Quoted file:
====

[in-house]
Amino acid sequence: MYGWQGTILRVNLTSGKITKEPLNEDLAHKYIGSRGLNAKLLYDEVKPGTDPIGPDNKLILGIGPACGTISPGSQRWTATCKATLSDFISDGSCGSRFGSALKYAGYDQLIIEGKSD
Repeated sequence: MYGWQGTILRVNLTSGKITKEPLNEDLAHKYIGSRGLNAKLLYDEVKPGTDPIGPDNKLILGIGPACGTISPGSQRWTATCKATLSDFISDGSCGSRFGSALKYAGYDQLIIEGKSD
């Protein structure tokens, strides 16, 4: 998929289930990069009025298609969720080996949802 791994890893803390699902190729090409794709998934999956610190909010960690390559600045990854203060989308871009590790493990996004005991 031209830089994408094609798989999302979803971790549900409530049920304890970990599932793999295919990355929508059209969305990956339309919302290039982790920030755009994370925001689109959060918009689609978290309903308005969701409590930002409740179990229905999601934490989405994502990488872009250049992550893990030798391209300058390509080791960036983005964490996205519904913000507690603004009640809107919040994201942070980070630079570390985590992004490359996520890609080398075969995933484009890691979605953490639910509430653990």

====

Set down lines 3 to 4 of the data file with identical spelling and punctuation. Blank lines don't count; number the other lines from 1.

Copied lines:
Repeated sequence: MYGWQGTILRVNLTSGKITKEPLNEDLAHKYIGSRGLNAKLLYDEVKPGTDPIGPDNKLILGIGPACGTISPGSQRWTATCKATLSDFISDGSCGSRFGSALKYAGYDQLIIEGKSD
């Protein structure tokens, strides 16, 4: 998929289930990069009025298609969720080996949802 791994890893803390699902190729090409794709998934999956610190909010960690390559600045990854203060989308871009590790493990996004005991 031209830089994408094609798989999302979803971790549900409530049920304890970990599932793999295919990355929508059209969305990956339309919302290039982790920030755009994370925001689109959060918009689609978290309903308005969701409590930002409740179990229905999601934490989405994502990488872009250049992550893990030798391209300058390509080791960036983005964490996205519904913000507690603004009640809107919040994201942070980070630079570390985590992004490359996520890609080398075969995933484009890691979605953490639910509430653990």